My recent trip to Billings, accompanied by Joe,  was  nostalgic, relaxing and educational.  The primary reason for the trip was to pay a visit to Jay Old Mouse and learn about the Northern Cheyenne Courting Flute.  In a  couple of packed days,  we visited the Little Bighorn Battlefield, hiked along the Rim Rocks, strolled along the Victorian Mansions in the Historic District, and visited the  Western Heritage Museum. We also spent time with my brother and family who drove over from Clyde Park, near Bozeman.  (also ate at a great restaurant called the Wild Ginger!)

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I love finding unusual music stories, and I found a treasure in the Western Heritage Museum!  Ever heard of the song, the Hippy Hippy Shake, recorded by the Beatles and 30 other bands? It also turned up in that 80’s movie, Cocktail,  starring Tom Cruise.    As it turns out, that song was written by Mexican-American rock star, and Billings born, Chan Romero ( born  in 1941).  Here he is performing The Hippy Hippy Shake.

 

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I had no idea there was such a rich Mexican- American in Billings.   It’s truly a thrill to find these hidden music gems on my travels.

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Sculpture on the  Little Bighorn Battlefield

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Billings Victorian Beauty.

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Would love to add this outfit to my vintage collection!

 

 

 

I’m in love with Montana. For other states I have admiration, respect, recognition, even some affection. But with Montana it is love. And it’s difficult to analyze love when you’re in it.

-John Steinbeck

 

Buckets of FUN!

Bucket Drum

Simple Equipment

The Shoreline Jam

Remember that old song, I don’t Want to Work? Well,  last week,  I got paid to bang on the drum all day!  Among my music offerings including performances and private lessons, I work in communities near and far as a teaching artist. This means I utilize my skills and knowledge as a music educator and performer to tailor music experiences for a variety of audiences. For example, I’ve crafted tambourines and danced the Tarantella with elementary students, I’ve taught singalongs at retirement homes, and I’ve taught teenage Spanish classes the  Salsa!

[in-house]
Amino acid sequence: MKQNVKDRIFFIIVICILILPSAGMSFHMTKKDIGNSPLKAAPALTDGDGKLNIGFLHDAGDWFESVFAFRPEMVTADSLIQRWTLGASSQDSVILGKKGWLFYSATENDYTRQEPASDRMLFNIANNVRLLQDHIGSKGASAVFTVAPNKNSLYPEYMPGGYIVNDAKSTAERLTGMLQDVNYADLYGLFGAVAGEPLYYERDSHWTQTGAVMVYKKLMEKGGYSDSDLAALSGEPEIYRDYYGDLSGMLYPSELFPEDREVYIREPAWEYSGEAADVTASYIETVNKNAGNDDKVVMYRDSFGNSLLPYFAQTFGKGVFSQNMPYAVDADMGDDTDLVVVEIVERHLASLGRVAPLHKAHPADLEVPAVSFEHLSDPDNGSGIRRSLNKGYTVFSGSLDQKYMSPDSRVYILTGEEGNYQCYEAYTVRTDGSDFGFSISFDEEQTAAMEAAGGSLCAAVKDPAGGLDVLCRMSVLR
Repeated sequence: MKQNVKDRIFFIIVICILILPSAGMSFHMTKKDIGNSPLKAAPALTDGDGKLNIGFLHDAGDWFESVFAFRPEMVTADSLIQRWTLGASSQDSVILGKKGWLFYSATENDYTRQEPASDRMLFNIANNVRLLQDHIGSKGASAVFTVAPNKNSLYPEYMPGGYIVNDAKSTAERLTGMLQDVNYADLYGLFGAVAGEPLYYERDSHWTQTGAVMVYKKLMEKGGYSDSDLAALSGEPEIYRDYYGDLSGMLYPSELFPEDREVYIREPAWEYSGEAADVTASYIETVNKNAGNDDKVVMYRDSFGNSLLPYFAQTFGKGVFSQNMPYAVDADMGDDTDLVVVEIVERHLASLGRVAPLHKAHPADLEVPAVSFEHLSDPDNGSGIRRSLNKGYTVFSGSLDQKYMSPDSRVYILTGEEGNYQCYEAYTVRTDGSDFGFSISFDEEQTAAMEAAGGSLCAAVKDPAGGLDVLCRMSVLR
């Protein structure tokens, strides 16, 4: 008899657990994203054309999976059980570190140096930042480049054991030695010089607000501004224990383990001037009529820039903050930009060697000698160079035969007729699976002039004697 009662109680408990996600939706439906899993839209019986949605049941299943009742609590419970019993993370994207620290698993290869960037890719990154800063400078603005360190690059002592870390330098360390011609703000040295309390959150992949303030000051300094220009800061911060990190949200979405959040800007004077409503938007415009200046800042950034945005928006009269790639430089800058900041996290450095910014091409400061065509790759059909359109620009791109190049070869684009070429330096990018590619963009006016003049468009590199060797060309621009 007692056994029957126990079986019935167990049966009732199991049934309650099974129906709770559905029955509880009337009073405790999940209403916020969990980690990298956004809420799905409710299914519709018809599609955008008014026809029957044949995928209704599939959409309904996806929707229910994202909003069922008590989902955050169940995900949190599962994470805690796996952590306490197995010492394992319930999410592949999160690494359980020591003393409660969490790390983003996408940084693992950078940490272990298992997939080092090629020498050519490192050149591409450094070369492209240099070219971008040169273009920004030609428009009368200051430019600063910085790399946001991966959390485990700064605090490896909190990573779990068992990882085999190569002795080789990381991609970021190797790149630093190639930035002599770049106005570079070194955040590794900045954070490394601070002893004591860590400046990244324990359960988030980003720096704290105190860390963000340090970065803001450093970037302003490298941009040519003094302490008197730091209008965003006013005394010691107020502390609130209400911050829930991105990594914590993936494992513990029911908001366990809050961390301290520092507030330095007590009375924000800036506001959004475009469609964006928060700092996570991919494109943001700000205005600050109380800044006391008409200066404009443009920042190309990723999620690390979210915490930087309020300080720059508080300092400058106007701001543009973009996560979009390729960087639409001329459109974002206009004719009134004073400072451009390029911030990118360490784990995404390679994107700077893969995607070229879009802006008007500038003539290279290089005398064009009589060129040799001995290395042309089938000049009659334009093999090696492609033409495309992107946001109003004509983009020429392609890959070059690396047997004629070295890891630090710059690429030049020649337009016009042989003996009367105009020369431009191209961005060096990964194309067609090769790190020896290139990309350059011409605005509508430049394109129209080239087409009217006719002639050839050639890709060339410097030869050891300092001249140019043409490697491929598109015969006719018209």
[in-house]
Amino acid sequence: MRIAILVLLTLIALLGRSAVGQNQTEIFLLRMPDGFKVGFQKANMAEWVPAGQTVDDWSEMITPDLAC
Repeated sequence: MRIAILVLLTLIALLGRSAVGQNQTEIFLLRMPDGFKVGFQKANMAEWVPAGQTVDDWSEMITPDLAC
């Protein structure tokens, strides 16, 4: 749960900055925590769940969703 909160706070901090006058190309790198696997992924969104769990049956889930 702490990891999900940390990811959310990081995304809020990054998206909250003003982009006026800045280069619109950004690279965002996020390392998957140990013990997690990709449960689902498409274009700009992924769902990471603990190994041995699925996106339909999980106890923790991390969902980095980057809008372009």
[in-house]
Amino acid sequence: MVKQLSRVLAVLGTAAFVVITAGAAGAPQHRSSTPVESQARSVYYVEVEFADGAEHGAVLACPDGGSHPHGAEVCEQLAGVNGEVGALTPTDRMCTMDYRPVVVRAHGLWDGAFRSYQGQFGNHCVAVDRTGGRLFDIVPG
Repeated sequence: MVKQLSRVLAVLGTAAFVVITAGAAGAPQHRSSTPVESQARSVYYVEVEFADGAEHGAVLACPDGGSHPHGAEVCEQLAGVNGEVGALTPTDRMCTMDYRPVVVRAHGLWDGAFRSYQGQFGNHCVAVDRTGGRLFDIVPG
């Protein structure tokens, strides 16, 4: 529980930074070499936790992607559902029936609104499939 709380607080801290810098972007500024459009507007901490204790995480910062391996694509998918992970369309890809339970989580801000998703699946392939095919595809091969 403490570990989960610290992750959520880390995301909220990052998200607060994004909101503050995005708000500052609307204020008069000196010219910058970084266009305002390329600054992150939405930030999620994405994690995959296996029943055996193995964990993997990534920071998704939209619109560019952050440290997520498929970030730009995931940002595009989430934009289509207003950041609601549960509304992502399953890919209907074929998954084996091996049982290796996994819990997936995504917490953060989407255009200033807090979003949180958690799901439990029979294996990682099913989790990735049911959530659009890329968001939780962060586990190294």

This past week, I taught classes in bucket drumming as part of an arts camp offered to elementary aged kids and teens through the  Shoreline Lake Forest Park Arts Council.  I was one of several teaching artists offering unique arts experiences including, movie making/editing, theater  improv, print making, fiber arts, cartooning, silhouette creation, and cooking, to name a few. The goal of the camp, according to Kelly Lie, Shoreline Lake Forest Park Arts Education manager?   The Three E’s: Expose, Experience, Experiment!  I’ll say, the campers  experienced the three E’s in a big way!

My class, Rhythm Explosion, included Latin American percussion, bucket drums,  body percussion, and repurposing recycled materials into percussion instruments.  I met with two groups of students each day for a week.  The overall experience culminated in an Arts Showcase where all participants  presented their work to family and friends. Our final performance included both improvisation and composed pieces.

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The great thing about bucket drumming?  It only requires a five gallon bucket, a pair of drum sticks, and imagination.  (Ear plugs don’t hurt either!) There’s something cathartic about banging out rhythms in a group, or solo experience.

The work the students (with the help of some outstanding teachers) completed during the week was impressive.  The showcase included a professional looking gallery of  visual art  along with  a variety of  live performances.  Upon exiting the showcase, audience members were offered an icy cold fruit pop made by the culinary arts class.

Lorie Hoffman, executive director of the Shoreline arts council gave a presentation during the week about being an artist.  She told us, “Making art makes my heart sing.”   This week made my heart sing.  I can’t help but think experiences like this have ripple effects and  improve the world little by little, poco a poco.

“It is in Apple’s DNA that technology alone is not enough—it’s technology married with liberal arts, married with the humanities, that yields us the results that make our heart sing.”
Steve Jobs, in introducing the iPad 2 in 2011

 

For more on bucket drumming, I encourage you to check out this clip:

Here are two websites offering tips on getting started with bucket drumming:http://www.bucketdrumming101.com

https://bucketdrumming.net